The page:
While various solutions have been proposed for South Africa’s dire retirement situation, some of which have found their way into legislation, Prinsloo says committing a small additional portion of future salary increases to contributions can make a big difference over time. In the US, this is what the Save More Tomorrow initiative is trying to achieve.

Please consider contributing as little as R20 in appreciation of our quality independent financial journalism.



Sort by:
  • Oldest first
  • Newest first
  • Top voted

You must be signed in to comment.


70% reduction in income does not mean 70% reduction in “lifestyle” whatever that means. Remember, part of your expenses are work related, commuting costs, some clothing, part of car expenses etc. Also, people are more inclined to “keep up with the Joneses” during their working life than in retirement. Lot of retirees downsize their house, not for financial reason but for easier upkeep.

The income tax bill also decreases by a whole lot more than 70% unless
one was already below the tax threshold.

exactly, income replacement ratio is irrelevant because if you’ve been saving 30% then 70% replacement would be fine. If you’ve been saving 75%, then 25% replacement is fine.
Should be looking at whether it is covering the expense base, not the income base.

Forgot to mention, I have retired several years ago. I guess I can consider myself lucky, have no health problems and most of my investments are outside the country providing us with an income above what we are spending at the moment.

Ingé, another interesting view on retirement and attitudes of the average populace, thank you.

This is a “archaic” attitude that afflicts industrialised economies, notably Europe. Where people expect “the government” to provide everything through taxes and retirement in comfort is one. But its fracturing as the life span of people increase

It would be interesting in further articles where your research reflects this “pension malign” in the “gig economy” unfolding as the “4th industrialsed revolution” begins to emerge

The drawdown rate from a living annuity that is typically recommended by these plausible operators is somewhere around 2,5% – 5%. Considering that they skim off around 2% for themselves (if you can get them down that low) it’s pretty easy to see where the problem lies – and how easy it should be to fix it.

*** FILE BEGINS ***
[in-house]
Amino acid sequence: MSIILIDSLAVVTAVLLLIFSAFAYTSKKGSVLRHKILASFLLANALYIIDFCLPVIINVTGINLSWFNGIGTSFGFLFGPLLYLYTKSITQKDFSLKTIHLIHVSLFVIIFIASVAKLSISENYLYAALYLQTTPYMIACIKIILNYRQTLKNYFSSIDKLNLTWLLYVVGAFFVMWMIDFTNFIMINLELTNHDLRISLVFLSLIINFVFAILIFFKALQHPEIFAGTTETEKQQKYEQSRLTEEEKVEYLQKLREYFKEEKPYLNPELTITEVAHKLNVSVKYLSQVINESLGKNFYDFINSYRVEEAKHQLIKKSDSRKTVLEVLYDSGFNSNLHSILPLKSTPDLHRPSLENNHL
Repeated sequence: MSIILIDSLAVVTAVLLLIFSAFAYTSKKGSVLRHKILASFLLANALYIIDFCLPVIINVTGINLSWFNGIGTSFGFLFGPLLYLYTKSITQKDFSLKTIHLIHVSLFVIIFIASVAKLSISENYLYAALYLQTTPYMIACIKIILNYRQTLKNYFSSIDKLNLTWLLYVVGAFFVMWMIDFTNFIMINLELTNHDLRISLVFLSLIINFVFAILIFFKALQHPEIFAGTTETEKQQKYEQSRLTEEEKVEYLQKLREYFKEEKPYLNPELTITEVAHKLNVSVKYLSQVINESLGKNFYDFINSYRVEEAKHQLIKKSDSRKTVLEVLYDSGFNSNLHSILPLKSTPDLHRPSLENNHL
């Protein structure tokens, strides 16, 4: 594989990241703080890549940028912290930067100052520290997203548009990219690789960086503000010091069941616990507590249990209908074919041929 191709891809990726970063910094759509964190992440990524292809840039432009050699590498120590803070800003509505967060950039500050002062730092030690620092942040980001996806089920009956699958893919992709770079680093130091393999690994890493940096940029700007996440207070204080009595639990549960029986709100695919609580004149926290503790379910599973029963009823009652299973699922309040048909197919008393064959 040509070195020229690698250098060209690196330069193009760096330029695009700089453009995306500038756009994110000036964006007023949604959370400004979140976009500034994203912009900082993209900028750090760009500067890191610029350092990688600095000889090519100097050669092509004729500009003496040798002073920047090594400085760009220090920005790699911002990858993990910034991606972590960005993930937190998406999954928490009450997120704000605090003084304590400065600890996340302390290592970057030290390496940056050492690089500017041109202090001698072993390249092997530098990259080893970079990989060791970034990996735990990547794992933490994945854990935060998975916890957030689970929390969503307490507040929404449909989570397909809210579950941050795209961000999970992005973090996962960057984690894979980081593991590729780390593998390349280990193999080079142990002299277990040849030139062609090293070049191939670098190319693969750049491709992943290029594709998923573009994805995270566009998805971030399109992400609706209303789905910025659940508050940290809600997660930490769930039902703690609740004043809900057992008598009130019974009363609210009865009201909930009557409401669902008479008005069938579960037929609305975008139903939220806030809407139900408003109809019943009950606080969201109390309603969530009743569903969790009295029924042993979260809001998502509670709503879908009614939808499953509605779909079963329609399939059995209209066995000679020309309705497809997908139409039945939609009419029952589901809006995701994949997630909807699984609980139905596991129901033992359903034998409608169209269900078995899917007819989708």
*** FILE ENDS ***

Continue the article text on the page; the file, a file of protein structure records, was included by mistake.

The replacement ratio of 75% is way too low.Not working 5 days a week gives you much more time to spend and your medical costs will skyrocket.A ratio of 100% is more accurate!

I have an Alexander Forbes managed employer fund – 5 year membership. I am late 30s, and based on their assumptions, I track way behind on my retirement track.

Problem is, even though their online platform allow and encourage me to capture all preserved funds not under their administration, they do not take this into account.

So, if my experience is anything to go by, these stats from AF are of no use at all.

Yes, we know people leave jobs and do not preserve. But even those that do, does not end up in these stats I suspect.

Also, I keep thinking of this article on MW

How is this possible if people do not save.

Or are we just not saving in the way the Industry wants us to save in order to generate fees.

Rather innovate to help people unlock the equity in their houses come retirement (reverse mortgages ens)

Thanks Ingé, very relevant article which touches upon several truths in the current economic environment and retirement scenarios. If one does the calculations, you either have to work and accumulate pension until you are 65+ or else ensure you save and invest sufficiently in addition to your “pension scheme”. Nobody should rely on a single pension scheme if they want to survive in relative comfort after retirement. One of the main factors influencing the precarious financial state of many pensioners is the continued cost increase of “perceived societal necessities” such as medical aid, direct medical costs, property tax, property insurance and security costs. There are others as well. These costs more than often increase at a rate higher than inflation. Often these high increases are supported by specially invented boards and legalized by government gazette to ensure the pensioner (and others) remain toothless and subdued or just scared out of their wits. The high increases (at least on par with “inflation” which remains on par with itself by its nature) is often morally justified in clever disguises (exchange rate, inflation, we are here to help you) by their architects but are in fact required to ensure their luxurious lifestyles and fancy office blocks. Inflation itself suffers from spontaneous combustion as many prices are “inflation linked” such as toll road costs and government + other employee salaries; these to a large extent synthetically create inflation by acting as catalysts and reminds one of a saprophyte feeding on itself. So, your article is spot on, and many (nearly most)pensioners will have to live with a fraction of their pre-retirement income. Does this influence the beyond or on par inflationary increases? No. These are unsustainable business models and adversely affects the standard of living of the poor and the retired. In many ways one can draw parallels with these business models and pyramid schemes. It is time that the government, who has recognized some of these exorbitant self-serving practices (medical costs for instance) also recognize and correct their own unsustainable models; and there are many.

Let me make it clear: ALL RA’s I have have underperformed and will never be enough for retirement!

End of comments.





Follow us:

Search Articles: Advanced Search
Click a Company: